For example, many hedge funds and (their cousins) private equity funds are reported to use leverage ratios of 10:1. That means they borrow 10 times their own capital for particular transactions. In some cases, leverage is even higher, probably significantly higher. Hedge funds almost certainly improve the allocation of capital around the world, but recent developments indicate that, in some forms, they also pose a danger to the global financial system. The consensus so far is that while hedge funds deserve considerably greater scrutiny, there are advantages for the allocation of global capital flows if this sector continues to have a relatively light direct regulatory burden.
Unfortunately, there’s a lot we don’t know about sovereign funds. Very few of them publish information about their assets, liabilities, or investment strategies. It’s thought that they’ve traditionally been “long only”: that is, they pursue buy-and-hold strategies, with no short positions and perhaps no borrowing or direct lending of any kind. They probably have long horizons and, like other long-term investors, are willing to step in when asset prices fall. This likely exerts a stabilizing influence on the world’s financial system. But there is also anecdotal evidence that some sovereign funds have placed investments with other leveraged funds.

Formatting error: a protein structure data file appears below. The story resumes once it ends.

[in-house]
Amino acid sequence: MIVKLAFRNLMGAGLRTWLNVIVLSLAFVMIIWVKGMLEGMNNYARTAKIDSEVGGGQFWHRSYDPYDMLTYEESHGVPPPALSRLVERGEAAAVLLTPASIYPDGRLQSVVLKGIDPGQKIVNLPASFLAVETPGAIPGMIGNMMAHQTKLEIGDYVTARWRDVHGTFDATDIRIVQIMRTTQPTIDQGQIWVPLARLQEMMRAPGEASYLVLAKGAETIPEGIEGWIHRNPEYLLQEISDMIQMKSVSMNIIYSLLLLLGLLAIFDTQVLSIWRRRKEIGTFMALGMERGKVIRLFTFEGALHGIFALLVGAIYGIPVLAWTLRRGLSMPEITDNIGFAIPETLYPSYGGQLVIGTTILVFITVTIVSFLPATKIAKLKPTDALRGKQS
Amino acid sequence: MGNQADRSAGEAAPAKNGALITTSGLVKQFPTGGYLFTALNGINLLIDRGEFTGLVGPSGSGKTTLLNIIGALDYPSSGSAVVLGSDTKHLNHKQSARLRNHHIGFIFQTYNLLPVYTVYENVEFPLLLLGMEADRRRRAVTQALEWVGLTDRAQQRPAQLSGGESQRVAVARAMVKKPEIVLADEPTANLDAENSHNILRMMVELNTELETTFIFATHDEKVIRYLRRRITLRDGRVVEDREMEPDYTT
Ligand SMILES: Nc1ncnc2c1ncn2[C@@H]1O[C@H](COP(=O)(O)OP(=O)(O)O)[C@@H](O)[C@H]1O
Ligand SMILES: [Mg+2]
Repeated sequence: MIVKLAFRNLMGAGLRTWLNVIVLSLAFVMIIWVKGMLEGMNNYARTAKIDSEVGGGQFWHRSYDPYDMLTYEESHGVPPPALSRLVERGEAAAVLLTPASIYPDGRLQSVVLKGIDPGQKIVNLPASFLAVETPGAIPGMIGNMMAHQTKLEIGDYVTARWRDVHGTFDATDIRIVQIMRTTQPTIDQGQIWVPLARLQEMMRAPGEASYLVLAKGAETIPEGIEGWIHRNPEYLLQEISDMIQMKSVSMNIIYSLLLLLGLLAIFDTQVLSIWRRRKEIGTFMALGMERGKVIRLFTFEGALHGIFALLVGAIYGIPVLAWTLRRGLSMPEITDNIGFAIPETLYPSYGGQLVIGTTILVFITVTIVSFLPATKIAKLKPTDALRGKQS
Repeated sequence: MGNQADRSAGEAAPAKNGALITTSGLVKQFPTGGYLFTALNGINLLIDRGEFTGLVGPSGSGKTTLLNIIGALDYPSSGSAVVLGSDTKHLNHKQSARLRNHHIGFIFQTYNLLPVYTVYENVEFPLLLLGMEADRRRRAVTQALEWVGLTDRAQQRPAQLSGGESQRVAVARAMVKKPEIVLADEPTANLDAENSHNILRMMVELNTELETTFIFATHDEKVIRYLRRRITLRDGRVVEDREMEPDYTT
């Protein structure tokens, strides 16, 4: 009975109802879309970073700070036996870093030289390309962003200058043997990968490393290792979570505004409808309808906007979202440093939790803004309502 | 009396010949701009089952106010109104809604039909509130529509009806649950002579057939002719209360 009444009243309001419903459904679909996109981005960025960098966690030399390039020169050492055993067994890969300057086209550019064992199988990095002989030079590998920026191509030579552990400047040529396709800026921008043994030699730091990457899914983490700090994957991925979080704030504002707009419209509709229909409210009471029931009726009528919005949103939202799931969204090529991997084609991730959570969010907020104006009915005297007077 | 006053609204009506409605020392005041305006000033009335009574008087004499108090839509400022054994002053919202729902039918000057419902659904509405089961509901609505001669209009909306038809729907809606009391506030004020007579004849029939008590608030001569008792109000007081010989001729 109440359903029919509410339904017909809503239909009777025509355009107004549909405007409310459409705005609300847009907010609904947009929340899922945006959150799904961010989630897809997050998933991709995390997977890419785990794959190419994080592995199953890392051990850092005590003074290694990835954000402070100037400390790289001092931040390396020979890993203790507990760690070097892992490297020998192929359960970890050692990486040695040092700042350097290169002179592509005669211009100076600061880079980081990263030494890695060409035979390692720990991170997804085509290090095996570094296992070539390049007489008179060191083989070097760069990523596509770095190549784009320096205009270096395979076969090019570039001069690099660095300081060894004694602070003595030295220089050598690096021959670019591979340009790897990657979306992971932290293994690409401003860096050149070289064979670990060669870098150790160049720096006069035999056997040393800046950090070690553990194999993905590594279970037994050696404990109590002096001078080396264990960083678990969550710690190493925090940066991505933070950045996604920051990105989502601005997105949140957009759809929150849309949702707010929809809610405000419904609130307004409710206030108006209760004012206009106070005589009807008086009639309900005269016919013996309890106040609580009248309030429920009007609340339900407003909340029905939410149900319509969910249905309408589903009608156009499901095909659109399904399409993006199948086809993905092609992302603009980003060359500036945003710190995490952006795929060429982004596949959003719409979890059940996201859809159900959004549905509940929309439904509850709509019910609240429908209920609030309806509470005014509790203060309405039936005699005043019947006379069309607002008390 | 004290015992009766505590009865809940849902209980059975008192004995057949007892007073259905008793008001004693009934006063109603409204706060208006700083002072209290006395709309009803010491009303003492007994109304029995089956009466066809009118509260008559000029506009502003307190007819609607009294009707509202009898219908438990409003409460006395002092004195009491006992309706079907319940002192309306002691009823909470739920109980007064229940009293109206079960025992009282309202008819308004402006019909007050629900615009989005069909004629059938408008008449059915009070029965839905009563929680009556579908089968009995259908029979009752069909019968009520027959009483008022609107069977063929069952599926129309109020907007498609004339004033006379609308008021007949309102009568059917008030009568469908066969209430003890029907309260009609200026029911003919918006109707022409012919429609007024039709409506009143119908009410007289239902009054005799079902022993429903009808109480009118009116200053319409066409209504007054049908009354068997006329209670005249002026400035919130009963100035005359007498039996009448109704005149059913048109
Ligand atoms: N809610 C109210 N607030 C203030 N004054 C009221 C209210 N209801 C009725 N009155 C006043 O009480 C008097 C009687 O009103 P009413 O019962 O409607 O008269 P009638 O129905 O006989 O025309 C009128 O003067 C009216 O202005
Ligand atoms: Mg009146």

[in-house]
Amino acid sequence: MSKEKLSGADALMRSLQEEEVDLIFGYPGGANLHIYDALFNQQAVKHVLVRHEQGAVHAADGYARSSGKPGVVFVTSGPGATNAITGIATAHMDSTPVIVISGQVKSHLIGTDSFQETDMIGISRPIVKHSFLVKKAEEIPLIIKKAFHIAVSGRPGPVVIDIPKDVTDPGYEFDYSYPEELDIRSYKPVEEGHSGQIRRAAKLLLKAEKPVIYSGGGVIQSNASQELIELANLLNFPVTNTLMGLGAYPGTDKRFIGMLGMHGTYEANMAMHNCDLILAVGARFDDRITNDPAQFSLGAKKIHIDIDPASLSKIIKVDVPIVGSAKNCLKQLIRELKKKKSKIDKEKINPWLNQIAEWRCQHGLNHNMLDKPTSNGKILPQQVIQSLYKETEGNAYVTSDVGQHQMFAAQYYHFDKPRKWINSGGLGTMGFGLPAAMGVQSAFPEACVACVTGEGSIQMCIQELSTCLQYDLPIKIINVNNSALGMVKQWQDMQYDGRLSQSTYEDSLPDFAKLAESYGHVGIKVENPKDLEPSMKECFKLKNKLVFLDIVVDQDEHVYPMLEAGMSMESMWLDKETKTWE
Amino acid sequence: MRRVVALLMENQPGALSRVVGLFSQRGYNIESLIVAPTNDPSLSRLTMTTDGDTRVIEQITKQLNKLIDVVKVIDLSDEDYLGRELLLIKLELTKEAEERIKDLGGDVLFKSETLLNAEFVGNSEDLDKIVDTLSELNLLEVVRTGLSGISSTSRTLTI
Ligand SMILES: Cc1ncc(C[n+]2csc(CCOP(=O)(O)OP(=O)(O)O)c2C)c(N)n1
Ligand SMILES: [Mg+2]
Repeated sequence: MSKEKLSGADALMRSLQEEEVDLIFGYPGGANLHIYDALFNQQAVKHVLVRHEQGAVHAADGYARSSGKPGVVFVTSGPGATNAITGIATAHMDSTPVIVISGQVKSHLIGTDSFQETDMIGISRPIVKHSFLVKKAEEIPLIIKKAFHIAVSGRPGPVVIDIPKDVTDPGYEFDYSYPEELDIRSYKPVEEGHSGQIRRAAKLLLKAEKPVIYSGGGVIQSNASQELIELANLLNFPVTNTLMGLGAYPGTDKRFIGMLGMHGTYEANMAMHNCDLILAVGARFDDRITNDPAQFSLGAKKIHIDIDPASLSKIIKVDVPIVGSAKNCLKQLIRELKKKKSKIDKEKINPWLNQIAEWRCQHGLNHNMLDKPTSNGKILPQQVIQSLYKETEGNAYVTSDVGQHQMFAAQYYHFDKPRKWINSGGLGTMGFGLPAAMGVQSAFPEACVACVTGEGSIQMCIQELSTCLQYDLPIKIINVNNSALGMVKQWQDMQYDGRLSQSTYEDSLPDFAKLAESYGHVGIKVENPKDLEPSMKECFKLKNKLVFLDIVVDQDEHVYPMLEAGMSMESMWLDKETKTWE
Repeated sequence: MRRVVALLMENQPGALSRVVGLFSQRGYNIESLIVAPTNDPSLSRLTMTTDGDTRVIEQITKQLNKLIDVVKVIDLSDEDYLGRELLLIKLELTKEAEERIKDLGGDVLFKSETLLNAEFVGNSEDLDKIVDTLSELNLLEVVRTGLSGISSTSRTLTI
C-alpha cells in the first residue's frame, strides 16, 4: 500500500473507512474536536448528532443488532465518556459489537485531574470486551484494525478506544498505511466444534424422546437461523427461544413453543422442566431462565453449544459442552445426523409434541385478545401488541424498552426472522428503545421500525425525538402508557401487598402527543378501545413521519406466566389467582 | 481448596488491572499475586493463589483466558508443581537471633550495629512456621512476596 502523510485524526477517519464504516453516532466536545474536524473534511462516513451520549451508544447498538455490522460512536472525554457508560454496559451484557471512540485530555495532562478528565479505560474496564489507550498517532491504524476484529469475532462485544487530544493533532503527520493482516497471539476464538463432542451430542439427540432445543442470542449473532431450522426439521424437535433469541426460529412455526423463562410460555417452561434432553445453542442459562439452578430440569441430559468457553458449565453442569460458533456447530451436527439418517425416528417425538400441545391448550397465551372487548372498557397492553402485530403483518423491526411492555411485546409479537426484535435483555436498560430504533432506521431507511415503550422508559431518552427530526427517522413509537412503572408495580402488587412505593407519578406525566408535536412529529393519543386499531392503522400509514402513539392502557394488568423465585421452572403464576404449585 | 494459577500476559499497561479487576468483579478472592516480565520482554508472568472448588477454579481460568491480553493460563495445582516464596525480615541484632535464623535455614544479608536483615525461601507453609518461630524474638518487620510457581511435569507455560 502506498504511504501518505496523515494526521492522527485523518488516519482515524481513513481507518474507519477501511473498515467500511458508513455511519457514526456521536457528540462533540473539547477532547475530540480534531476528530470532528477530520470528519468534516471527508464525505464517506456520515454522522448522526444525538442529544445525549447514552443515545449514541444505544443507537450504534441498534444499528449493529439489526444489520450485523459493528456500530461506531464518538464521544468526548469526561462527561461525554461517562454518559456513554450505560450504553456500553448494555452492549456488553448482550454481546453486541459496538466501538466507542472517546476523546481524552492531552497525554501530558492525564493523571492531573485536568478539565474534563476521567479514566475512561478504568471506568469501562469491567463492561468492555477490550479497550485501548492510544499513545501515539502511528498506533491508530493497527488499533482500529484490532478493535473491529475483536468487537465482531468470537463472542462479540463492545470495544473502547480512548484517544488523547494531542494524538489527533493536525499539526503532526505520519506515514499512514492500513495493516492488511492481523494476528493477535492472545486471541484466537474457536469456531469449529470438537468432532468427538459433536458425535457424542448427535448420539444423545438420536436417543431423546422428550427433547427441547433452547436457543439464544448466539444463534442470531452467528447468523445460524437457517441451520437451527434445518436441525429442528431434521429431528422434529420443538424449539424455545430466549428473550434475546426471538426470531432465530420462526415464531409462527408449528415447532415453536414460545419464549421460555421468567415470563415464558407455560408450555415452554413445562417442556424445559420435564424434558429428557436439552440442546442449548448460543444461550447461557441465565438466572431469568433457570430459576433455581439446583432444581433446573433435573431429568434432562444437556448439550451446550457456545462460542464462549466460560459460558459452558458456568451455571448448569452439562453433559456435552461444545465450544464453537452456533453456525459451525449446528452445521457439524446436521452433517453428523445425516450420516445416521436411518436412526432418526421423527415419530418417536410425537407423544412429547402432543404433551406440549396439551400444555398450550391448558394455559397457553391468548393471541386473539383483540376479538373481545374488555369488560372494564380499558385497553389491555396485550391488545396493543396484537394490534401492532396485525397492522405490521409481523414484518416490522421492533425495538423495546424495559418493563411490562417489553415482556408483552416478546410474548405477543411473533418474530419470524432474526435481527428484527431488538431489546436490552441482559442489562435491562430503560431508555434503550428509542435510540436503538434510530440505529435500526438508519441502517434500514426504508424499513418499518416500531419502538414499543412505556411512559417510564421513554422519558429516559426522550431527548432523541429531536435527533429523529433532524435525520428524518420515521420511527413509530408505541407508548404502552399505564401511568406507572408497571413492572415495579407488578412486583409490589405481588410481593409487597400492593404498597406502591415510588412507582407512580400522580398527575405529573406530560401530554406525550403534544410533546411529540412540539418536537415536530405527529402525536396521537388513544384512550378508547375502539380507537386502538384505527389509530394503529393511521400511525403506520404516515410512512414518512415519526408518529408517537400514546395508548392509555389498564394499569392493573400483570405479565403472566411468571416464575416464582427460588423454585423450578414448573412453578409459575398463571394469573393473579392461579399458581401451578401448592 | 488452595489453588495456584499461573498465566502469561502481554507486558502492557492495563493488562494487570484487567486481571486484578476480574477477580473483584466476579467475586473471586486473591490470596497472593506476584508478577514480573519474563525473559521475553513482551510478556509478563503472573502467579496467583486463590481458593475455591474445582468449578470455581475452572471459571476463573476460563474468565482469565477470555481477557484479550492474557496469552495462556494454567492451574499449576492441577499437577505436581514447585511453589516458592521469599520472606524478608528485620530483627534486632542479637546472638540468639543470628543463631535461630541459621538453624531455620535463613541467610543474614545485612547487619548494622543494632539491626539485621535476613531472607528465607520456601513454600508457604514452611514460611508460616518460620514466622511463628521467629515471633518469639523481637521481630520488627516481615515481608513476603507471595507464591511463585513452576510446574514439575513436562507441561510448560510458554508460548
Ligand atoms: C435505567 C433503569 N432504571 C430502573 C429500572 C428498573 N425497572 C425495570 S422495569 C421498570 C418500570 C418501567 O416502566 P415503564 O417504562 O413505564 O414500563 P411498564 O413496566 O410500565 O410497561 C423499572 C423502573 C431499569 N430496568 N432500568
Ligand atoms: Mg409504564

At least one central bank is reported to have had investments with Long-Term Capital Management when that hedge fund went bankrupt in 1998. Another central bank has invested recently with a major private equity fund. The Norwegian sovereign wealth fund reports that it has shifted somewhat from bonds to equities, and we think the same movement may be under way more broadly. It seems clear that some part of the hedge funds’ assets and private equity assets under management now comes from sovereign wealth funds (care must be taken not to double count when the assets of these related entities are added), but there are no numbers.
Rogue traders, a serious issue for all types of investment funds, are also a potential problem for sovereign funds. Although the problem isn’t likely to be widespread, there are specific instances in which traders employed to invest central bank reserves have taken large speculative positions and lost heavily. At least some of these traders acted without the approval of the appropriate credit risk managers. It wouldn’t take many such transactions to awaken calls for regulation of cross-border capital flows when decisions by sovereigns are involved.
“The real danger is that sovereign wealth funds (and other forms of government-backed investment vehicles) may encourage capital account protectionism, through which countries pick and choose who can invest in what.”